2018 was a pivotal year for digital health technologies with major headlines of industry disruption dominating the news agenda.
As we enter 2019, we’ve asked the leaders and innovators of the industry to look forward, and share their new year’s resolutions for 2019. They reveal the technologies they’re most excited about, the biggest challenges currently facing health tech, and those they see having the biggest impact on the industry.
Today we hear from Alistair Stuart, Director of Clinical Innovations and Digital Platforms at GlaxoSmithKline (GSK), where they are looking to explore, assess and embed novel technology that serves patients, carers, healthcare professionals and GSK in clinical research. Alistair is an experienced healthcare professional and technologist who is passionate about moving digital healthcare from potential to performance. He has worked for over 16 years in research and development roles across the pharmaceutical and technology industries.
Here is what he had to say…
Delivering on the promise in 2019
“Let’s deliver on the promise in 2019 – we’ve never been in such a great position to deliver on the benefits of health tech for so many patients around the world – those with access to healthcare and those without.”
“The fact is, there’s still access to plenty of capital, with Rock Health recently estimating that 2018 was going to break records for health tech investment yet again. The regulatory landscape is still evolving, with regulators willing to partner on innovation such as the FDA pre-certification programme for example. What’s more, patients have never been so digitally literate, with more than half of the world’s population now using the internet for the first time.”
When big tech takes action progress becomes exponential
“With Apple recently releasing its ECG software for Apple Watch at the end of 2018, how will the rest of big tech respond? It feels like a dipping the toe in the water moment for Apple, but whenever big tech takes action like this, the smaller, nimble firms can ride the ripples and progress becomes exponential.”
“I hope we can look back on 2019 as a year when cardiac monitoring that was previously the purview of sophisticated health providers in the western world, suddenly became available to consumers at large.”
What does ‘good’ look like in 2019?
“Healthcare is still an episodic service where we have sudden bursts of data during acute incidents for patients, but sometimes little to nothing in between. This varies by condition of course, but this is the data baseline everyone is working with.”
“As we open up continuous monitoring and linked data types, what does “good” look like any more? There’s a need to understand this before we can understand how the next generation of digiceuticals can improve the status quo, or even how we can gain more data or develop traditional therapies more rapidly.”
“We must ask ourselves – how do we generate the baseline from which we can all build in this new digital healthcare world? And make sure that the investments needed to do this are translated into maximum returns for patients.”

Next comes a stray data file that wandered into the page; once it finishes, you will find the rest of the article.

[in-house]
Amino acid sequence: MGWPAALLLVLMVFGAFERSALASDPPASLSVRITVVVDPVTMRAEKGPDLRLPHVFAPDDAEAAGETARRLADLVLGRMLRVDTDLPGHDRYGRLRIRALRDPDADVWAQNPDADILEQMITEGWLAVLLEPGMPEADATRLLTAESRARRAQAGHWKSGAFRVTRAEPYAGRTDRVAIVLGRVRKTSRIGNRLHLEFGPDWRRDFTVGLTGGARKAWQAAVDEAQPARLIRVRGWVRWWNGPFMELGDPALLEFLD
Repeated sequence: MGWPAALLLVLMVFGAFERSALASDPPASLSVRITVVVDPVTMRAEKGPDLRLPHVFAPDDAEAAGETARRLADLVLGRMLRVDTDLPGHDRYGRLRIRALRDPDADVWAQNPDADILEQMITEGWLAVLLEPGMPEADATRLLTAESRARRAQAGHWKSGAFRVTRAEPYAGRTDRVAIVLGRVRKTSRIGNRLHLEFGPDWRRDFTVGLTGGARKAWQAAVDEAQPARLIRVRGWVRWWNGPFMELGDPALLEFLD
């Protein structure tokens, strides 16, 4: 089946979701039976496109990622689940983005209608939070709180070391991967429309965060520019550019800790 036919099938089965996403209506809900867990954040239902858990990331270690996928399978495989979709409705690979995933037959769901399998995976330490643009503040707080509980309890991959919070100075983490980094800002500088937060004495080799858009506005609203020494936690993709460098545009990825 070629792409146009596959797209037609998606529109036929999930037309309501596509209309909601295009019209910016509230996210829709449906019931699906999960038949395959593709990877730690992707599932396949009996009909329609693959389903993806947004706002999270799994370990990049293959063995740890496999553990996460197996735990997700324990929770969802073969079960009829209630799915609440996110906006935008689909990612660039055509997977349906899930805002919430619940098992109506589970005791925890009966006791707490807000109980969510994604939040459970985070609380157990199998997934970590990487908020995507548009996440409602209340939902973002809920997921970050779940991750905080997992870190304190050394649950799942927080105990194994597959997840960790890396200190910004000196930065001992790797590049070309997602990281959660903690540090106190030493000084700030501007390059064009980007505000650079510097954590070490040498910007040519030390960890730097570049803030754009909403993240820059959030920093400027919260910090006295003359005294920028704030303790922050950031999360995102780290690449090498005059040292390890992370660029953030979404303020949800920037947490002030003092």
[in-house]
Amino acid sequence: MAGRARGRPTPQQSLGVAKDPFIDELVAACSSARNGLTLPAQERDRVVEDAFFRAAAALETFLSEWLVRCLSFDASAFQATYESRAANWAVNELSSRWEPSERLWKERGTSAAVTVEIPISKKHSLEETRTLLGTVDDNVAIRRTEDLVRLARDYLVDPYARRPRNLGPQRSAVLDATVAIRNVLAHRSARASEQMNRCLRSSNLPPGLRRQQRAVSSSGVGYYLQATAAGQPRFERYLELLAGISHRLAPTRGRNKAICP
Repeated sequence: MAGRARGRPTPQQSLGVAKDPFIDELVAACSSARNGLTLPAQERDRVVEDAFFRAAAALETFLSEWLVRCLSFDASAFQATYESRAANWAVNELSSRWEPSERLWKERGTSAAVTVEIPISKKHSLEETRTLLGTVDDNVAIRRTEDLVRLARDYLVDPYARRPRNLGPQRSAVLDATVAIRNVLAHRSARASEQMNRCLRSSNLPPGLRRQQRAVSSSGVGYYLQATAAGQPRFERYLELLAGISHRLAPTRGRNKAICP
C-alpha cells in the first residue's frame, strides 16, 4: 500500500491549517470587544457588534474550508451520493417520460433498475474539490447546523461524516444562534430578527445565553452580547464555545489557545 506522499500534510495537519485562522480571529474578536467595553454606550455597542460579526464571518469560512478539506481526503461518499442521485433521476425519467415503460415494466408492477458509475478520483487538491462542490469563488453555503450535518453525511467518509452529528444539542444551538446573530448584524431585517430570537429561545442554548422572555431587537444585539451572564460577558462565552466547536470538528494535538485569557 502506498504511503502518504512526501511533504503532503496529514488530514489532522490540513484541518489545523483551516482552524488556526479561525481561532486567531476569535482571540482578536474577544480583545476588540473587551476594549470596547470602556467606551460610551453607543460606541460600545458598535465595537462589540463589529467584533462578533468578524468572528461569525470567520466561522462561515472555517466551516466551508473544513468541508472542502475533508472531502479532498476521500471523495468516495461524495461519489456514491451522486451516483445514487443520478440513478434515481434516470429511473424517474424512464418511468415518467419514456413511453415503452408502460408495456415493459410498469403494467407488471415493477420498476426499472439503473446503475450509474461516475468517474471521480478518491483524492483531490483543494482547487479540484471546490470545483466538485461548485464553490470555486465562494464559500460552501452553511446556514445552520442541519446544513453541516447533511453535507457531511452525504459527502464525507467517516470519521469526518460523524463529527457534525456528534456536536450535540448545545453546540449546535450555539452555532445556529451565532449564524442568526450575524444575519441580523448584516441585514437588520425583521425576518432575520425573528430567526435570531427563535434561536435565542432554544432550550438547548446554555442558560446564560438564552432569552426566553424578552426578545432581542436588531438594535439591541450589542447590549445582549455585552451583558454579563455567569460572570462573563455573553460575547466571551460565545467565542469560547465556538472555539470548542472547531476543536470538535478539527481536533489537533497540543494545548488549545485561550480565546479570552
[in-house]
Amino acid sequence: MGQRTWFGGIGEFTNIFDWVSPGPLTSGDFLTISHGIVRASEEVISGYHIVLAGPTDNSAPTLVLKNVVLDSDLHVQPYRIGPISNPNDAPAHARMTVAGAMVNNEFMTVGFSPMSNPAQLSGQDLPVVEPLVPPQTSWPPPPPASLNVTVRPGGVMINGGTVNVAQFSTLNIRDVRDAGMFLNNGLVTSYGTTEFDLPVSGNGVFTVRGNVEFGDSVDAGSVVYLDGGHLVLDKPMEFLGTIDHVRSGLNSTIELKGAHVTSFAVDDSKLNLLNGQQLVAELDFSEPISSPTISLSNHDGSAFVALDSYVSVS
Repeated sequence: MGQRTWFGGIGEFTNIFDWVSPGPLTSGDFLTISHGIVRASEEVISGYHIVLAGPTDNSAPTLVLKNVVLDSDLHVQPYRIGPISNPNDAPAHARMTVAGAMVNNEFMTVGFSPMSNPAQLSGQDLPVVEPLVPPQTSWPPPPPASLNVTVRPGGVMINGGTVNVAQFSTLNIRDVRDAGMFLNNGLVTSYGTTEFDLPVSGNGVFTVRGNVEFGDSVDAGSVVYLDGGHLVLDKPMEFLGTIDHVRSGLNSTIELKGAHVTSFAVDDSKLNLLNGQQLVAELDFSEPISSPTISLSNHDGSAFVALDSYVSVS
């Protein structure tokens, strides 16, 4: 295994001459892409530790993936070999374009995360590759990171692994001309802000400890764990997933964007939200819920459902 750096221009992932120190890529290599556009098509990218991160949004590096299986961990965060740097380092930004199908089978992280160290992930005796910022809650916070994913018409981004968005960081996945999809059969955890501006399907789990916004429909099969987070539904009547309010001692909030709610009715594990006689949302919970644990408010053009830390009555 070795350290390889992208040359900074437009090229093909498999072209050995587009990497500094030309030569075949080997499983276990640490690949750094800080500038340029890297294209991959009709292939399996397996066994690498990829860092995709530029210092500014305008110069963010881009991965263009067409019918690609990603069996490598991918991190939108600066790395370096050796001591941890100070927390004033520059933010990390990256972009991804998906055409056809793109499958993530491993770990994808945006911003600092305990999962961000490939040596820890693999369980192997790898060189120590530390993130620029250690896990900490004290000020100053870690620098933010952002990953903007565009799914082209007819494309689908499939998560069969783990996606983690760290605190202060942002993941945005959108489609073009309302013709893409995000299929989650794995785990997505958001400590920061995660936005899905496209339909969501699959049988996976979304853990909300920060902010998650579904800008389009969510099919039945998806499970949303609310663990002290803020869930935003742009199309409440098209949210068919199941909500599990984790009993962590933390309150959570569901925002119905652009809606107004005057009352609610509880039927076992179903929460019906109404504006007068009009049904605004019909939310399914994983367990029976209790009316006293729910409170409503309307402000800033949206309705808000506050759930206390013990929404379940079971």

Expectations for machine learning must be realistic
“Machine Learning will continue to foster success, though perhaps not in the General Model cure all illness arena as some promise. However, in narrow use cases such as Deep Mind’s Streams app or Sivan Innovation’s lung cancer remission monitoring app, progress is likely for specific applied situations.”
“A good parallel for ML is the human genome project twenty years ago. When the first entire genome was mapped, people expected miracles overnight. However, in 2018, the first gene therapy medicines known as CAR-T were approved with fantastic response rates in some cancers off the back of this, as well as many other advances. This is the timeframe for ML, and as an industry, we need to do a better job of educating the public so that expectations are realistic and we don’t slip into that trough of disillusionment.”
Digital literacy drives up expectations
“There has been a lot more interest in Health Tech as we’ve all become used to the digitisation of our lives in other areas. This interest has helped spur fresh investment, enabling many more companies to flourish, but all the while, we’re all becoming more digitally literate. This means that our expectations for tech in all areas of our lives go up and up.”
“We’re starting to see more digitally literate clinical professionals, and likewise more clinically literate techies, so the meeting of the minds is coming. This can only drive change at an increasing rate.”
Favourite health tech news story of 2018?
“Non-health tech there was Burger King hacking people’s Amazon Echo’s. The algorithms to optimise your own “caffeine dosing”, or the story at the beginning of December that the NHS has finally been told to stop using it’s 9000 fax machines by March 2020 by the UK government.”
“But in seriousness, this story about a 13 year old from Oregon who developed an ML algorithm to improve the accuracy of pancreatic radiotherapy has to be up there. This demonstrates the democratising power of tech for healthcare – that large multinationals with huge resources are no longer the only source of innovation, and that as a society, many more people can contribute to improving healthcare for everyone.”